Elizabeth’s Lucky Day

Friday the 13th usually brings fear of an unlucky day for folks but for Elizabeth, Friday, May 13, 1960 was her lucky day! It was her birthday!

Five months ago, Friday, January 13, Elizabeth died from a long battle with cancer. All of us who loved her were shocked and left wondering why. Certainly this was not a lucky day for us. How could this woman who was so filled with life and love be gone from us?

Elizabeth was one of those people who loved life, who loved her family, who loved her friends and most of all, loved God. She had a way of making everyone around her smile and feel better about their day. She was a bright light of love and friendship!

“LizBeth” was my oldest friend – since the nursery at Norlina United Methodist Church. Most of my childhood and teenage memories involve her – Sunday School, hours and hours of playing Barbies, UMYF . . .

Most of my “firsts” were shared with her:

  • first day of kindergarten and first grade,
  • first time singing special music at church (5th grade duet of “Fairest Lord Jesus”),
  • first dates (double-dating that was approved by my parents ‘if Elizabeth going’),
  • first time seeing a big city (New York City – big deal from 2 teenagers from small town Norlina!)
  • first time being away from home at Conference youth events
  • first rock concert

We were even pregnant at the same time though we were living 800 miles apart. Our sons (Will and Samuel) are graduating on the same day (today) from NCSU School of Engineering. Younger son, Barnes, graduated this week from Louisburg College.

Many women called Elizabeth their “best friend” because that’s who she was! She made all of her friends feel special.

When Elizabeth died, so many of us were shocked because we didn’t know how sick she really was! She attended my Dad’s funeral in August and came over to my Mom’s house after the services. She didn’t look sick. She didn’t act sick. She didn’t want to be sick! She always wanted to concentrate on how others were doing instead of thinking of her self. She only told me about her illness if I specifically ASKED her. Sometimes folks approach illness with an attitude of “enjoying poor health” – telling everyone how bad they feel. Not Elizabeth.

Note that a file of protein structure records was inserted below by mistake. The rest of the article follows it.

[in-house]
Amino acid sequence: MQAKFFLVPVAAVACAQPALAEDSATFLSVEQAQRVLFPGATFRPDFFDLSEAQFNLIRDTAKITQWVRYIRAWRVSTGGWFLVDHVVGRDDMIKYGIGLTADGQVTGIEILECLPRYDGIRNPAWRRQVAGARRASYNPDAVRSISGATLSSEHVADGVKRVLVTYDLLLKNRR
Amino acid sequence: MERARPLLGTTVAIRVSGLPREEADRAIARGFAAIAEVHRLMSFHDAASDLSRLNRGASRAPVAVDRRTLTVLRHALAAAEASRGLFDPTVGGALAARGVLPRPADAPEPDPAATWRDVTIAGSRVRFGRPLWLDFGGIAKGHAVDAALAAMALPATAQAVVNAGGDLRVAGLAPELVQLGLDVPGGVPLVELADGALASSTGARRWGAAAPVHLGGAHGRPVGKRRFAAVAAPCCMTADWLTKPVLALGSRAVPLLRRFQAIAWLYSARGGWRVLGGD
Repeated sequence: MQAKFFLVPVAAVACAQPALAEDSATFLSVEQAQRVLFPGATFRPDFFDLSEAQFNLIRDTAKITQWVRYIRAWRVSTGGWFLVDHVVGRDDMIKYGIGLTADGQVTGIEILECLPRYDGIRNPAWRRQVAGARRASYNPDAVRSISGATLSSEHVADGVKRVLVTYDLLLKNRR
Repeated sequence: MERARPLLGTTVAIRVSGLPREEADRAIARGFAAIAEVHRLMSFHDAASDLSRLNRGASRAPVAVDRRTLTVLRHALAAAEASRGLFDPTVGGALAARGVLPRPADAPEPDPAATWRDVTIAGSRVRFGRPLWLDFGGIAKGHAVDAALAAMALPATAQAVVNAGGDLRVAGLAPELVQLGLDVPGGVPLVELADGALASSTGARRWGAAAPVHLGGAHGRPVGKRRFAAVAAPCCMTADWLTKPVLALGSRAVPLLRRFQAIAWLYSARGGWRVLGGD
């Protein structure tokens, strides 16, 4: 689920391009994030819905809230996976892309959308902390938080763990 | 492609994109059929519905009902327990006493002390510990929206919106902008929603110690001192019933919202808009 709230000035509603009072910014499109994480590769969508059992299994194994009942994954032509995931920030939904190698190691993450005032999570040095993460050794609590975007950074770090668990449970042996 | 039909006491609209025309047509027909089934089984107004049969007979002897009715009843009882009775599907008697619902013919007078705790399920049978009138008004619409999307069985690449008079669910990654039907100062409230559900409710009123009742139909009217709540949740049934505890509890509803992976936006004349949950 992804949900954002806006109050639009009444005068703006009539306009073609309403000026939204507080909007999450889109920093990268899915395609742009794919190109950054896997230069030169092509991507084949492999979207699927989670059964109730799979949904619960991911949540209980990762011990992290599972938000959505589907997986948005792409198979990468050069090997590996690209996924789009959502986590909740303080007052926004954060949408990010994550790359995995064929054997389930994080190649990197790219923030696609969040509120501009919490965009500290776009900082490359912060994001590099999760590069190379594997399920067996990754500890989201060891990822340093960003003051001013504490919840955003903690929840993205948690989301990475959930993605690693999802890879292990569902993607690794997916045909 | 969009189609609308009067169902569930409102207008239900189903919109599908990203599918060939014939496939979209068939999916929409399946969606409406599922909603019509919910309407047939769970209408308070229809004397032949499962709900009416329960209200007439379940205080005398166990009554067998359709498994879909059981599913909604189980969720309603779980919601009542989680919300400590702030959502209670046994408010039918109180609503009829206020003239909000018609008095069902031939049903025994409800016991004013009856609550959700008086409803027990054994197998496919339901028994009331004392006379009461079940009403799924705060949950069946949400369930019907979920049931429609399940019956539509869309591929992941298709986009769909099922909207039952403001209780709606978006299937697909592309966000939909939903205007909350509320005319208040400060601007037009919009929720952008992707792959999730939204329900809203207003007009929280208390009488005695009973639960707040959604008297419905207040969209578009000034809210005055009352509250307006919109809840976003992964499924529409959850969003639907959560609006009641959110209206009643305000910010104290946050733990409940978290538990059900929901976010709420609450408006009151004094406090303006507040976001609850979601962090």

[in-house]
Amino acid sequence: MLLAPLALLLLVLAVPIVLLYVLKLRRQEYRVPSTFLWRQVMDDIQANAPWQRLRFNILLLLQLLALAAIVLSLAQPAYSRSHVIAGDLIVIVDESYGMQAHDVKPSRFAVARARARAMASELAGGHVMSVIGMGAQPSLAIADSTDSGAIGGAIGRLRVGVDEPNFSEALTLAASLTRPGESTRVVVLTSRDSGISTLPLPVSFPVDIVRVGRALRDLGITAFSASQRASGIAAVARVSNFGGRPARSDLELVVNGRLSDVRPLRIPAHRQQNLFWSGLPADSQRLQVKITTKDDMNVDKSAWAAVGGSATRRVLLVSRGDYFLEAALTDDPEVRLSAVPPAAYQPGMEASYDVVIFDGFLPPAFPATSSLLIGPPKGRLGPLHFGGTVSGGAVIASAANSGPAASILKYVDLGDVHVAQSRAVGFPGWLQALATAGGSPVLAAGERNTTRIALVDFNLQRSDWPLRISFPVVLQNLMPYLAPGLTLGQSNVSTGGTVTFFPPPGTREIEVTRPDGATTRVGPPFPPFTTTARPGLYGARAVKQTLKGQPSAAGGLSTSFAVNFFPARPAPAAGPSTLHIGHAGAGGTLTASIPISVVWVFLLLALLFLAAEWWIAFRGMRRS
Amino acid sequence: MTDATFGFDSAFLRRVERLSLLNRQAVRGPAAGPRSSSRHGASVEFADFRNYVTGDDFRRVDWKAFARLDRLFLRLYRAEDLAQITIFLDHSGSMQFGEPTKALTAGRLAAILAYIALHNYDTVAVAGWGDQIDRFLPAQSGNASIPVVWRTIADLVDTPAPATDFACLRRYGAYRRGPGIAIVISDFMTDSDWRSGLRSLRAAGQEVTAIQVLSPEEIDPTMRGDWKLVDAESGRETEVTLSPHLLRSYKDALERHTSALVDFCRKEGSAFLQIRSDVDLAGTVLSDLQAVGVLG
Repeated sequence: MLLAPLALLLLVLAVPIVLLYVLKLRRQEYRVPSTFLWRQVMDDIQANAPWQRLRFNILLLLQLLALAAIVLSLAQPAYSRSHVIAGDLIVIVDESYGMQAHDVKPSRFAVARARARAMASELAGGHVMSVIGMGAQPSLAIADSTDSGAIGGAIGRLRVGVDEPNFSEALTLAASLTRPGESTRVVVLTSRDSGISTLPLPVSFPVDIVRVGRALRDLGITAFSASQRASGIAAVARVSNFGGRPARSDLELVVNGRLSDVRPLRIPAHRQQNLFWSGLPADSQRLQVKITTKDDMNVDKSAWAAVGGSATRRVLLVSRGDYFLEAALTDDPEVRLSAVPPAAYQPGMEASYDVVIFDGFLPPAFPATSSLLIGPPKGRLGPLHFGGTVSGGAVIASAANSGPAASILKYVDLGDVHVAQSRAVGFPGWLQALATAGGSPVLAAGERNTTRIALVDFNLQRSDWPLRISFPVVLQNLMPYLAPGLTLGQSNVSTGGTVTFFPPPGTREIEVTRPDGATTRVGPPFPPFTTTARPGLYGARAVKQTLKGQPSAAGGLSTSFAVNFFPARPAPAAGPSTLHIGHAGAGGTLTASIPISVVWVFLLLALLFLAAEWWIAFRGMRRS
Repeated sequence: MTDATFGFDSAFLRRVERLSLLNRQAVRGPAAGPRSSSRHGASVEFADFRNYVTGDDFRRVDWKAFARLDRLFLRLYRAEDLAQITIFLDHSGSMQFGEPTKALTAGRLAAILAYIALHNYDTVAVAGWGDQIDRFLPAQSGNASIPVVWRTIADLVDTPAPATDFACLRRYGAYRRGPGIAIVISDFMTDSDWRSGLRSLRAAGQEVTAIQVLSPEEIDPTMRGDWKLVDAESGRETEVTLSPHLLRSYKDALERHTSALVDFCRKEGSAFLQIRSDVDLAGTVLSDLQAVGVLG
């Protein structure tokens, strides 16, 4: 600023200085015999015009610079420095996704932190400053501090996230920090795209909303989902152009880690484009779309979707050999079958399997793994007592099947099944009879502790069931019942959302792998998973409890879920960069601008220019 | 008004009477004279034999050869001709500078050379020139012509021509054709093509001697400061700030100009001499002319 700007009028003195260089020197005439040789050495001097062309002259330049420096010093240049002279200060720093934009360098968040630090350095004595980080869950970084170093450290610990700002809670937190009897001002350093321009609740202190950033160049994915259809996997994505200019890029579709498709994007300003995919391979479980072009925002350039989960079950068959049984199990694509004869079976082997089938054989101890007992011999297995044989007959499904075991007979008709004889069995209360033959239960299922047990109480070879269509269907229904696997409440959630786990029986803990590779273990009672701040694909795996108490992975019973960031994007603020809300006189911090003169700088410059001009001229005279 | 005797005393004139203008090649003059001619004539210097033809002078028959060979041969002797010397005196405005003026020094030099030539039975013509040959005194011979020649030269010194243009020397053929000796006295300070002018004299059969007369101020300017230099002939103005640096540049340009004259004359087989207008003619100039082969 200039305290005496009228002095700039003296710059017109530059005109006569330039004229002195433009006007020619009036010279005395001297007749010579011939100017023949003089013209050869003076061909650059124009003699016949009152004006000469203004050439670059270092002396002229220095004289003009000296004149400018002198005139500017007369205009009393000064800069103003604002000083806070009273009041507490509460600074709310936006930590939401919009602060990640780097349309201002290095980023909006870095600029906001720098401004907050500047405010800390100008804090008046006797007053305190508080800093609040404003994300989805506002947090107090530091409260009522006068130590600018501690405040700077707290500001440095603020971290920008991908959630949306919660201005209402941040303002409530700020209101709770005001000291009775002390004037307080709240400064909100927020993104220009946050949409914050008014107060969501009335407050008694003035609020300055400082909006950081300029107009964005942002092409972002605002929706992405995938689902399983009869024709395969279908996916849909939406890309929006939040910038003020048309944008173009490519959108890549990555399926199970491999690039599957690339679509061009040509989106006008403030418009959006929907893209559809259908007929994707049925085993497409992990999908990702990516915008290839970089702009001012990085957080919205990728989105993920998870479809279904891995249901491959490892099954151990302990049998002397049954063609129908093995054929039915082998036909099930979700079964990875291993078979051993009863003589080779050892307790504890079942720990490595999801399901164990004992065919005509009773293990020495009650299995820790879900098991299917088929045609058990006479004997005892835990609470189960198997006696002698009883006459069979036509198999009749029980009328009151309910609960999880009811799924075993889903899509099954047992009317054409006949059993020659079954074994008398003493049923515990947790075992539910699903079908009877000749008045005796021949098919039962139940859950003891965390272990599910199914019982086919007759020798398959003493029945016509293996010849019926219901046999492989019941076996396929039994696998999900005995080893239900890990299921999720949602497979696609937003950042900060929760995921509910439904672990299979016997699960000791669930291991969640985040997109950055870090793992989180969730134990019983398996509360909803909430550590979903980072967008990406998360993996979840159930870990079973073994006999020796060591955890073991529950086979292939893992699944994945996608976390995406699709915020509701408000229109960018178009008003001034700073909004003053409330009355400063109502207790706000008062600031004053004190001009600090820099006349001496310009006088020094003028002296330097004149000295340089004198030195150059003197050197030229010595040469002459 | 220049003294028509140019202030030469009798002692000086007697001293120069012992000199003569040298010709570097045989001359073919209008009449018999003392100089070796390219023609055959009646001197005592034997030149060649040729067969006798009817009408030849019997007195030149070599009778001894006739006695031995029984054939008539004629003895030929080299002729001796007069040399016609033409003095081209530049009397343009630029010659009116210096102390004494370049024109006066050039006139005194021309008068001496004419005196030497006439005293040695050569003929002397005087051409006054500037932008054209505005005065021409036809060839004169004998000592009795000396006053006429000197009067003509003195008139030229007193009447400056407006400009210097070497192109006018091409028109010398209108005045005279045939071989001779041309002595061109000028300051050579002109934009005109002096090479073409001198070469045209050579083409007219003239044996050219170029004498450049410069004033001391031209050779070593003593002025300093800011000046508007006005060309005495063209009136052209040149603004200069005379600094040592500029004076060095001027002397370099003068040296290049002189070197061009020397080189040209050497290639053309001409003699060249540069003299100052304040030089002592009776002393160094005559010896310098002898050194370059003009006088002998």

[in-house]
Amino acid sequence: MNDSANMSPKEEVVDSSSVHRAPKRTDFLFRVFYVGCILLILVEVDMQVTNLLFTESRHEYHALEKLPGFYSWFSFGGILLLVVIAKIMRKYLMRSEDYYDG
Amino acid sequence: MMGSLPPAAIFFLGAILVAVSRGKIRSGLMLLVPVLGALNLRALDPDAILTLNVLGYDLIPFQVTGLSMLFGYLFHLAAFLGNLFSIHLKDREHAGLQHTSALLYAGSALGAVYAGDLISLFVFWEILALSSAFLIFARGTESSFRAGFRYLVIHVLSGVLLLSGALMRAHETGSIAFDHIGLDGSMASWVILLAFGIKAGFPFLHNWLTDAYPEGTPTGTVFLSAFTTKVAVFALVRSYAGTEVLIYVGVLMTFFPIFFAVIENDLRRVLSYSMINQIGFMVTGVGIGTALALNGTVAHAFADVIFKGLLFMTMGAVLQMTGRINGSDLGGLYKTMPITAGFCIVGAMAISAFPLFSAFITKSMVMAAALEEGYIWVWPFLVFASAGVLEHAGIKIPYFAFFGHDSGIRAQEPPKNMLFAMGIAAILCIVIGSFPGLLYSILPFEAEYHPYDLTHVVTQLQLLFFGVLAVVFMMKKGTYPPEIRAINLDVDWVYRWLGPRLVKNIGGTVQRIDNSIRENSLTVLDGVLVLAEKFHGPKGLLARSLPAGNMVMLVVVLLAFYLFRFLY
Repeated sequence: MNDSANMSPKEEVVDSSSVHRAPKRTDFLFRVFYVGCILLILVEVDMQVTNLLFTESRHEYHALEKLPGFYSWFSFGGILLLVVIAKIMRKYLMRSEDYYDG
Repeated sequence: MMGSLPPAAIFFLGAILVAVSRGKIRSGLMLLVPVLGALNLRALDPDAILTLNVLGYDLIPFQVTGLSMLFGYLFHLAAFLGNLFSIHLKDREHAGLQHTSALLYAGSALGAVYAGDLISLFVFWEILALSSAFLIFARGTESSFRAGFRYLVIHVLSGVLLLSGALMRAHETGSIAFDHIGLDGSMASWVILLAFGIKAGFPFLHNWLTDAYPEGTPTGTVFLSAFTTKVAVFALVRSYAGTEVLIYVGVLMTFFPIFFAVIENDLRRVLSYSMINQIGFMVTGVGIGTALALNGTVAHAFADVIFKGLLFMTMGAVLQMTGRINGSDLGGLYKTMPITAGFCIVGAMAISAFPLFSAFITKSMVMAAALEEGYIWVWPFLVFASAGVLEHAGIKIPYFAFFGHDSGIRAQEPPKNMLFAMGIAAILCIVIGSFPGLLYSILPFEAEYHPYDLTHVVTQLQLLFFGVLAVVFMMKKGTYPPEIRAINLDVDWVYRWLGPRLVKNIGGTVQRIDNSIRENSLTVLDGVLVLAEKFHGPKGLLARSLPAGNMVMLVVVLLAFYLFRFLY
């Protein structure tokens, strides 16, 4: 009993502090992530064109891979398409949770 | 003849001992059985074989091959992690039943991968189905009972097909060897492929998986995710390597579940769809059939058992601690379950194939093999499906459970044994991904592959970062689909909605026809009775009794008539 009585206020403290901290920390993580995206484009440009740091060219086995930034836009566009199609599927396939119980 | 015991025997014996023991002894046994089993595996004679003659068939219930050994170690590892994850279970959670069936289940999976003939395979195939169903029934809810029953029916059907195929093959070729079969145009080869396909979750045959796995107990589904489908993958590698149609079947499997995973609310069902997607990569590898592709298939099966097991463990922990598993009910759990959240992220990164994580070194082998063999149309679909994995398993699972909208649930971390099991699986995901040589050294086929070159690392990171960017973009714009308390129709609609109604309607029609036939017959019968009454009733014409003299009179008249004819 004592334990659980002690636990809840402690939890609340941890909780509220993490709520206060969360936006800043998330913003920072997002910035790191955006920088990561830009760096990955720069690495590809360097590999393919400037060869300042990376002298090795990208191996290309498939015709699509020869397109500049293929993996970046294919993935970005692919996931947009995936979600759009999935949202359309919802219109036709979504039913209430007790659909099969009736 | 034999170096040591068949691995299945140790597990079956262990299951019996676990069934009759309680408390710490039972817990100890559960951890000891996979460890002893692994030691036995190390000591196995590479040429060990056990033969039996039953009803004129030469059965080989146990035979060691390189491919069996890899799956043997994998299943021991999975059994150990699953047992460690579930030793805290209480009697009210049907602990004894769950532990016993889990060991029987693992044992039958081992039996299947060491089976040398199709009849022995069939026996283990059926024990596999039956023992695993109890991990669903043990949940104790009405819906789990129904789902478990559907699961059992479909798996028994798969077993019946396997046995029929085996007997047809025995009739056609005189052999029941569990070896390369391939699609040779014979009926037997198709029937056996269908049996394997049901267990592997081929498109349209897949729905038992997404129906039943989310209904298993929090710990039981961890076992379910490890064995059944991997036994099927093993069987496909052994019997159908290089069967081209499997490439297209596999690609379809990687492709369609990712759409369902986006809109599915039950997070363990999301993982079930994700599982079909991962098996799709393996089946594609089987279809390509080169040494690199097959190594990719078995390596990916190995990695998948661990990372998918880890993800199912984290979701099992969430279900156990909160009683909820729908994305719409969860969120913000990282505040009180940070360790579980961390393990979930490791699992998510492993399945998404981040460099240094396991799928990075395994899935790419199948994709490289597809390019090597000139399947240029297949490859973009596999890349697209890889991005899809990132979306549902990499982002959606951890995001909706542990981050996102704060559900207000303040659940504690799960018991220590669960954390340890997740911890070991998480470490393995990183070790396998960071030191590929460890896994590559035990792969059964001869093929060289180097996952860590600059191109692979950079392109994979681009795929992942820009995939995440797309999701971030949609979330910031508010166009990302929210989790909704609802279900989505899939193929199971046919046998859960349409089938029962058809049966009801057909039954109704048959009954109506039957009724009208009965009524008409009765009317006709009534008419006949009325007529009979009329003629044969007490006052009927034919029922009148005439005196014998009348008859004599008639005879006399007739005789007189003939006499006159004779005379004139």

I was privileged to share some time with her in the last two weeks of her life. I watched as her husband, Henry, cared for her. What a testament to his deep and abiding love for her!

We laughed together, cried together and talked about the hope found in Christ’s resurrection.

Elizabeth asked me the week before she died: “Tricia, what do you tell your church members when they have a terminal illness?”

I said, “There’s always hope. But hope doesn’t mean that everything turns out the way we want it to. Our hope is in Christ. Our hope is in the resurrection. Our hope is in the love that we have for one another and the love God has for us.”

I noticed, during this last week, a sign hanging in Elizabeth’s kitchen with a verse from Hebrews: “We have this hope, a sure and steadfast anchor of the soul.” Yes, this hope is Christ – our anchor!

On the day of her funeral, my friend, Angie, sent me this text: “God loved you big through Elizabeth and that love reminds us of His faithfulness to care for His children until the end.”

So true – God loved us BIG through Elizabeth.

Today on her birthday – I give thanks for the love, the friendship and the witness of Elizabeth. I know that she’s continuing to celebrate her lucky day in the presence of our Lord Jesus Christ.   Happy birthday, LizBeth!

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